With the large and prominent place that the Holocaust plays in 20th century history, a lot of people forget that there were many other genocides committed before the Holocaust and many committed after. We have the Armenian genocide in Turkey. There was the genocide in Rwanda, and we still have continuing genocide today in Darfur. The film I just finished watching explores the genocides committed against the Albanian Muslim minority group during the Balkan wars of the 1990?s through the eyes of two Macedonian men caught right in the middle of it. Before the Rain is an astonishingly powerful and emotional piece of foreign film-making, and it helped to continue renewing my faith that this blog is going to expose me to many classic foreign films I never would have seen otherwise. This Independent Spirit Award winner for Best Foreign Film ranks among some of the best foreign films I’ve watched for this blog.

As stated, Before the Rain is about the civil wars breaking out in all of the various Balkan states that resulted in tragic “ethnic cleansings” against the Albanian minorities. As the film’s subtitle at its opening states, the movie is a tale in three parts. The first part of the film is about a young man named Kiril. Kiril is a priest, living in the monastery of an Eastern Orthodox church in rural Macedonia. He awakes to find that an Albanian woman has snuck into his room to escape from the Macedonian militia trying to find her and kill her. Kiril, who has taken a vow of silence, makes its mission to protect and hide the girl from certain death. The second part of the film (and the weakest) is about an English woman named Ann living in London. She works for a photography company and is sleeping with Pulitzer prize winning photographer Alexsandar, a Macedonian immigrant, despite the fact that she’s married. She is especially struck by the horrors of the photographs coming from the Balkans but lives an otherwise normal suburban life until her world is turned upside down when the violence of the Balkans erupts in England. Finally, the last and longest act of the film follows Alexsandar as he returns to Macedonia to continue chronicling the civil war until he finds himself swept up in the violence and must choose sides.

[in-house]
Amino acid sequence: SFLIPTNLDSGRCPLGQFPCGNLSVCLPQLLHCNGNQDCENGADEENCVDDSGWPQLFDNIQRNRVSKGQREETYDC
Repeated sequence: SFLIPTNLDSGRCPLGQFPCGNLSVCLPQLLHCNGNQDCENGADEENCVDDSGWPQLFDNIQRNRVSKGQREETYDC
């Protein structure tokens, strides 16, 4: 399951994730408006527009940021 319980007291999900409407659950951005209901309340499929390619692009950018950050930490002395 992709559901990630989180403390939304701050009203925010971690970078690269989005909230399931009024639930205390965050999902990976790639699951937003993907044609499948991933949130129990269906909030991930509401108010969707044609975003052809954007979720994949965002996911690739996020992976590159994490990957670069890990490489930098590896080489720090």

The main themes of the film are the cyclical and futile nature of violence and revenge and how this fuels the never-ending fires of ethnic conflict and strife. It’s done masterfully. When the film is over and you realize how the film was actually structured (I don’t think it’s a spoiler to say its non-linear), you see how the director even worked the theme of cycles into the very structure of the film itself. The film does not shy away from the violence and blood shed inherent in a civil war, but it plays it all on a very person and intimate level rather than showing a grand scheme of things. While most films that deal with hot button issues like genocide tend to be very large scale like Hotel Rwanda or Schindler’s List, you get a very specific series of portraits painted in this film, and it adds higher levels of intensity to many of the films most heart-wrenching scenes.

While the entire film is great (even the second act which seems strangely out of place until its explosive end), the first story, that of the young priest, is some of the finest film-making I’ve seen for this blog. The entire movie almost seems disappointing after that until you realize each part is trying to achieve something different. There is such quiet intensity in practically every second of Kiril’s story. I found myself sitting straight up with my covers near my face because the scenes filled me with so much dread. It’s a simple tale of one man trying to take a stand against evil and injustice, but it is done with such emotional strength that you simply have to applaud. If I were judging the movie based on that scene alone, this film would be an A+. It’s especially astounding considering how little dialogue is present during that chapter. Kiril has taken a vow of silence, and yet his actor does a superb job of expressing the tragedy and inhumanity of his surroundings. It was spectacular.

Foreign cinema has the opportunity to tell stories that I would not otherwise be exposed to in an intellectually engaging way. Take for example, Lacombe, Lucien. Before I saw that film, my idea of the French during German occupation was that of noble resistance fighters and valiant subterfuge. History has left out the tales of the Vichy and French cooperators. Prior to Hotel Rwanda, much of the Western world was ignorant of the events of the ethnic cleansings of Africa, but now, we know a little more than we did. I had always assumed that most of the fighting and civil war of the Balkans was limited to Yugoslavia and Bosnia. I did not know how far the cancer of war and violence had spread. As well as being an emotionally powerful and politically courageous film, this film educated me about the injustices and atrocities that are happening in this world, and that simply adds to its appeal. I’ve currently got two other foreign films at home from Netflix and I hope they are as good as this one.

Final Score: A